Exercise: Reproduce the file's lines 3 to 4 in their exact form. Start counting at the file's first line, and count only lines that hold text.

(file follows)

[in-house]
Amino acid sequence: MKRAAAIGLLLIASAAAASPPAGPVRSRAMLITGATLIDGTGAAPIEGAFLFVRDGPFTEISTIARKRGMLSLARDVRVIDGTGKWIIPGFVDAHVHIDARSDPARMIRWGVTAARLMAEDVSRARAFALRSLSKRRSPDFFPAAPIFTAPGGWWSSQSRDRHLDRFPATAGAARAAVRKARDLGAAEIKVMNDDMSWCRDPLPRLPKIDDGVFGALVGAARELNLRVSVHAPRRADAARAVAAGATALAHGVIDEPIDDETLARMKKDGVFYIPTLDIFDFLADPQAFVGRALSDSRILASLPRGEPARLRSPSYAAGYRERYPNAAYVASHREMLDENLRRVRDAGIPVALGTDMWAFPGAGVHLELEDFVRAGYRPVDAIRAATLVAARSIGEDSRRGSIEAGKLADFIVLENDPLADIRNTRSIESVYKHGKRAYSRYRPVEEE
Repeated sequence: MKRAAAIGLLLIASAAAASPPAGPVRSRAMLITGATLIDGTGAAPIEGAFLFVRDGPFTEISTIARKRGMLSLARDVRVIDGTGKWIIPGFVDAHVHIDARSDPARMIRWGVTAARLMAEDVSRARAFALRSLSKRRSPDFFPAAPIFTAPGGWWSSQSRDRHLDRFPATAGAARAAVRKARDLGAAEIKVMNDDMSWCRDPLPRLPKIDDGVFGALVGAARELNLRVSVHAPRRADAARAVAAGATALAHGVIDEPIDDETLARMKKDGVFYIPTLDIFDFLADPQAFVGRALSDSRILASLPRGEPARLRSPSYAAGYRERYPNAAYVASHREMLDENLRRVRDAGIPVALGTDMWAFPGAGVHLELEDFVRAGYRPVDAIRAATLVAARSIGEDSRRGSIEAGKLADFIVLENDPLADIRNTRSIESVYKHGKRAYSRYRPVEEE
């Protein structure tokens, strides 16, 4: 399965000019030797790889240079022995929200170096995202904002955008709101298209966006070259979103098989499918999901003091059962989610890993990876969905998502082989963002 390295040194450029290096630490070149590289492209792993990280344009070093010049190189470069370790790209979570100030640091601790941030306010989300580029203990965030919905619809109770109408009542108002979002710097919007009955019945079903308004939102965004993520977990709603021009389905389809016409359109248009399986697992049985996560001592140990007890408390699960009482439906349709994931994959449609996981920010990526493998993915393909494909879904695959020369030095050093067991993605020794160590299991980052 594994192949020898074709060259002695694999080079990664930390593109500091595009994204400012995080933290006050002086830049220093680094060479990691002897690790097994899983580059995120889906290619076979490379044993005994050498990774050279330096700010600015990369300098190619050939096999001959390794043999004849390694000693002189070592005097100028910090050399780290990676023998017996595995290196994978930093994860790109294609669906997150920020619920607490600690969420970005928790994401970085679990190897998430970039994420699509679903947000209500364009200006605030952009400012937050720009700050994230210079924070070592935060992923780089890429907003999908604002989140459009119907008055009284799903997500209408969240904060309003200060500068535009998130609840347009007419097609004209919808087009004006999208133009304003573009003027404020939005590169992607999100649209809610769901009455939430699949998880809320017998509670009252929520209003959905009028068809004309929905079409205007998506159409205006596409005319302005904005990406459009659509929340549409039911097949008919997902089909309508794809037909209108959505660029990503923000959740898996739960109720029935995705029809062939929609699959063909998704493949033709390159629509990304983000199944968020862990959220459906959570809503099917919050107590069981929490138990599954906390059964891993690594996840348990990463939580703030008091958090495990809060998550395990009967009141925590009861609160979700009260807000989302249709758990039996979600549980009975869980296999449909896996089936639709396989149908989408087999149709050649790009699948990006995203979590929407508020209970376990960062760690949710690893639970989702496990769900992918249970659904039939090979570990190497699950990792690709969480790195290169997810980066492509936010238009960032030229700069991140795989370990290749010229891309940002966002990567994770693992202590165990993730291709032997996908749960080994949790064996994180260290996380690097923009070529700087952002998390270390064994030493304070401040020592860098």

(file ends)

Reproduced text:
Repeated sequence: MKRAAAIGLLLIASAAAASPPAGPVRSRAMLITGATLIDGTGAAPIEGAFLFVRDGPFTEISTIARKRGMLSLARDVRVIDGTGKWIIPGFVDAHVHIDARSDPARMIRWGVTAARLMAEDVSRARAFALRSLSKRRSPDFFPAAPIFTAPGGWWSSQSRDRHLDRFPATAGAARAAVRKARDLGAAEIKVMNDDMSWCRDPLPRLPKIDDGVFGALVGAARELNLRVSVHAPRRADAARAVAAGATALAHGVIDEPIDDETLARMKKDGVFYIPTLDIFDFLADPQAFVGRALSDSRILASLPRGEPARLRSPSYAAGYRERYPNAAYVASHREMLDENLRRVRDAGIPVALGTDMWAFPGAGVHLELEDFVRAGYRPVDAIRAATLVAARSIGEDSRRGSIEAGKLADFIVLENDPLADIRNTRSIESVYKHGKRAYSRYRPVEEE
């Protein structure tokens, strides 16, 4: 399965000019030797790889240079022995929200170096995202904002955008709101298209966006070259979103098989499918999901003091059962989610890993990876969905998502082989963002 390295040194450029290096630490070149590289492209792993990280344009070093010049190189470069370790790209979570100030640091601790941030306010989300580029203990965030919905619809109770109408009542108002979002710097919007009955019945079903308004939102965004993520977990709603021009389905389809016409359109248009399986697992049985996560001592140990007890408390699960009482439906349709994931994959449609996981920010990526493998993915393909494909879904695959020369030095050093067991993605020794160590299991980052 594994192949020898074709060259002695694999080079990664930390593109500091595009994204400012995080933290006050002086830049220093680094060479990691002897690790097994899983580059995120889906290619076979490379044993005994050498990774050279330096700010600015990369300098190619050939096999001959390794043999004849390694000693002189070592005097100028910090050399780290990676023998017996595995290196994978930093994860790109294609669906997150920020619920607490600690969420970005928790994401970085679990190897998430970039994420699509679903947000209500364009200006605030952009400012937050720009700050994230210079924070070592935060992923780089890429907003999908604002989140459009119907008055009284799903997500209408969240904060309003200060500068535009998130609840347009007419097609004209919808087009004006999208133009304003573009003027404020939005590169992607999100649209809610769901009455939430699949998880809320017998509670009252929520209003959905009028068809004309929905079409205007998506159409205006596409005319302005904005990406459009659509929340549409039911097949008919997902089909309508794809037909209108959505660029990503923000959740898996739960109720029935995705029809062939929609699959063909998704493949033709390159629509990304983000199944968020862990959220459906959570809503099917919050107590069981929490138990599954906390059964891993690594996840348990990463939580703030008091958090495990809060998550395990009967009141925590009861609160979700009260807000989302249709758990039996979600549980009975869980296999449909896996089936639709396989149908989408087999149709050649790009699948990006995203979590929407508020209970376990960062760690949710690893639970989702496990769900992918249970659904039939090979570990190497699950990792690709969480790195290169997810980066492509936010238009960032030229700069991140795989370990290749010229891309940002966002990567994770693992202590165990993730291709032997996908749960080994949790064996994180260290996380690097923009070529700087952002998390270390064994030493304070401040020592860098």